16. illutionz

    illutionz Well-Known Member

    Great... you have 2 phones, congratulations! Really want to keep all my information in 1 device but if you can live with 2 devices, sure. Ironically, it's just like that AT&T ads where if you wanna surf and talk at the same time you need 2 devices. I guess it's true advertisement afterall. So let me get this straight... You have DROID to use in the US and at the same time, you have Storm that only has UMTS 2100 and CDMA band? Which means you can't even use Storm in your "home country"...

    Oh well, after LTE 4G (evolution of UMTS 3G) is out, the majority of the world (including your beloved Verizon) will use it and stop using CrapDMA :eek:

    Another thing is that, sometimes, we have to see this issue in perspective. You assume that being unable to use AT&T 3G means it's practically LOCKED to T-Mobile... I would say it's UNLOCKED because you can call using AT&T without any modification but I know what you'll say next... You will just say that not being able to use 3G in a phone is useless :D Tell it to those people who bought unlocked iPhones to use for T-Mobile.
  17. Mykpfsu

    Mykpfsu Android Expert

  18. Mykpfsu

    Mykpfsu Android Expert

    Dude its called a family plan, you may want to look it up. 2 people, 2 lines.
    I would say my perspective is if I'm going to pay over $500 for an unlocked phone I should be able to get FULL use out of it one more then 1 network. I mean I guess if you're some trust fund baby elitist then I guess you dont like getting full value for a buck.
    Though yes I'm sure those whopping 30 people using Iphones on tmobile are so glad they went from dropping calls in the US on AT&T to not being able to make them on Tmobile.
  19. illutionz

    illutionz Well-Known Member

    Great point! family plan! why didn't I think about it before :D Maybe because I don't live with my parents anymore and my girlfriend is overseas ;)

    Again, don't need to do personal attack, I am just pointing out that Nexus One is a great device in a decent network (if you're in east coast, midwest, and the south). If you love Verizon that much, GREAT! I have made my case why I can't afford to use CDMA phones and I am very sure that I'm not the only one.

    I do agree with you, though, that Google needs a whole new department so people can talk with a customer service rep instead of emailing people. That personal touch is all we need :D
  20. kennyidaho

    kennyidaho Android Enthusiast

    Whoa hold up there. What proof do you have that those leaks where coming from Google? Just because blogs run stories on rumors and speculation doesn't mean that they were leaks from Google. The idea of a mobile VOIP phone is a pipe dream at this point especially in the US. Carriers can't even handle the extra data demand by users just browsing the web and streaming music. Doesn't take a rocket scientist to see that some of the things being said about "The Google Phone" was purely speculation by industry analysts that get paid to write fiction for a living.
  21. huntington

    huntington Newbie

    I think folks who are disappointed and had high hopes for the Nexus....maybe they read too much into the hype that was driven by web media and blogs claiming that this Google phone is gonna be a game changer when infact Google never really stated anything being a game changer or an iphone killer.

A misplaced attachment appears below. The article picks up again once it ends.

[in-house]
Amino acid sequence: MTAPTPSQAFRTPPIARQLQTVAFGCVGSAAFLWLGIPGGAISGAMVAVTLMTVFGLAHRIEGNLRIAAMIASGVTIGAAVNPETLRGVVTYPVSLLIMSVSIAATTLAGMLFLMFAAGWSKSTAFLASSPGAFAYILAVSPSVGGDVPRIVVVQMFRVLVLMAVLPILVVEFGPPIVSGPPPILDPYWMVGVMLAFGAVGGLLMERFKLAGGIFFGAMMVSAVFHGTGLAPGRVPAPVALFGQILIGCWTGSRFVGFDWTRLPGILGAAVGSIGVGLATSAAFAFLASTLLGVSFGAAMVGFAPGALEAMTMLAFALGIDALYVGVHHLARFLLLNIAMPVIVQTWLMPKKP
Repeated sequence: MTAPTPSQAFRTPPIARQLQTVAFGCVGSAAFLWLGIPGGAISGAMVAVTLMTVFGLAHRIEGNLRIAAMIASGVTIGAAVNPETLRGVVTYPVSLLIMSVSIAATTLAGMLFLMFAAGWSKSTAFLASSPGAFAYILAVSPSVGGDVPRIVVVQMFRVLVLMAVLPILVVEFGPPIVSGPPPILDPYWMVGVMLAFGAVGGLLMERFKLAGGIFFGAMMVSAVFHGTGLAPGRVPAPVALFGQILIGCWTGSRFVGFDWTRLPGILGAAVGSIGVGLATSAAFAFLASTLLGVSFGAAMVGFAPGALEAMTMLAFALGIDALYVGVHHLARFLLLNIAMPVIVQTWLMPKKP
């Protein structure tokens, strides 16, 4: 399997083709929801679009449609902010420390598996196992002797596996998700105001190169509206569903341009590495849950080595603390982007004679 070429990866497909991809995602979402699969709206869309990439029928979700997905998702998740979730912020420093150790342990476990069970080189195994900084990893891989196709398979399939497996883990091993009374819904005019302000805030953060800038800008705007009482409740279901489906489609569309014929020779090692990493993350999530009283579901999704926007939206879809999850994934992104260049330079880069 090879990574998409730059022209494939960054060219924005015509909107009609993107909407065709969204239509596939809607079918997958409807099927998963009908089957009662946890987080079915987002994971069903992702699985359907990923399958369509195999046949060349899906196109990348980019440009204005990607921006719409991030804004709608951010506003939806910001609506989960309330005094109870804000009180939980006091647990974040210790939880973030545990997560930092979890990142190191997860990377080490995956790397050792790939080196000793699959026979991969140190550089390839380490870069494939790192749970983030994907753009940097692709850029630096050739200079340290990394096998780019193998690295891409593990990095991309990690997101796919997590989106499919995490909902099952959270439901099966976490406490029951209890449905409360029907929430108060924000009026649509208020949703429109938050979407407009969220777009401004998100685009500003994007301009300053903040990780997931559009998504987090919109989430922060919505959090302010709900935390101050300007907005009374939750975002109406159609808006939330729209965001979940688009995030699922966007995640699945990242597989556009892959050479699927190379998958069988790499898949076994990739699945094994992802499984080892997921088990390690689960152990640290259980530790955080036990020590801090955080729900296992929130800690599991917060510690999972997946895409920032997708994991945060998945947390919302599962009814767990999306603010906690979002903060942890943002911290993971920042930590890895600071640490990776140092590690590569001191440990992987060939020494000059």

I love this phone its 10x better than my Palm Pre!
  22. sergey

    sergey Android Enthusiast

    Exactly. It got way too hyped up. Let the hype settle down. Same thing with the iPhone.

    But, let's face it- the product launch was buggy. It's not a death sentence, but it's hurting them. I would not get a N1 until the customer service issues and 3G issues are sorted out, but that's just me.
  23. illutionz

    illutionz Well-Known Member

    I remember a couple blogs were posting how Google will sell this phone "at cost" and "free" wireless services subsidized by their ads revenue...

    Love the idea but talk about daydreaming :eek::eek:
  24. Mykpfsu

    Mykpfsu Android Expert

    "don't need to do personal attack" yet you did and showed yourself to be a ****** at the same time. 2 people does not equal live with parents, that would be 3. See 2+1=3. 1+1=2 which would mean couple.
    Also have you checked the coverage of Tmobile? Yeah its good if your in a city that has a population of greater then 400k. Outside of that it does suck in the south. See Tampa and Tallahassee are two cities in what state? Florida. Florida is located in what part of the US? The South. I know those maps can be so damn tricky.
    But even Tmobiles 2g coverage map shows large gaps in the south. 3G coverage, hell you can throw a dart at a map of the US and odds severly favor you missing a 3G coverage spot then hitting one. Not to mention the North and mid west. You may as well try two cans connected by string.
    This is why you see Tmobile trying to tout a faster 3G network, which might be done around the same time AT&T, Sprint and Verizon complete their moves to 4G. I mean Google just launched their flagship device on a network that will be obsolete in 2 years.
  25. illutionz

    illutionz Well-Known Member

    Yeah I know what south is... I lived in Houston for a couple years and T-Mobile coverage there is very good. Right now, I am living in Northeast and the coverage is again, good (I would assume when you say "north" has bad coverage you mean those state such as South Dakota or Montana?). I've not always live in a city "that has a population of greater than 400k" because when I lived at a college town in a Midwest state, the coverage is also good. The only place I often visited that has poor coverage is California.

    Also, I am well aware that 1+1 = 2 and again, I do not wish to share my cellphone plan with my coworkers and if you can read my post properly, my girlfriend is overseas. :eek:

    Seems to me you're trying to say that it is a waste to move to T-Mobile but that's exactly the point why I moved to T-Mobile with Even More Plus plan. No 2 years contract means if any manufacturers release great phone in near future, I can move to different phone or with different carriers.
    For example: in July this year, Apple releases iPhone 4 and it's a groundbreaking device, I can freely buy that phone to use for T-Mobile or move to AT&T without paying ETF!! Oh the beauty of SIM card :eek: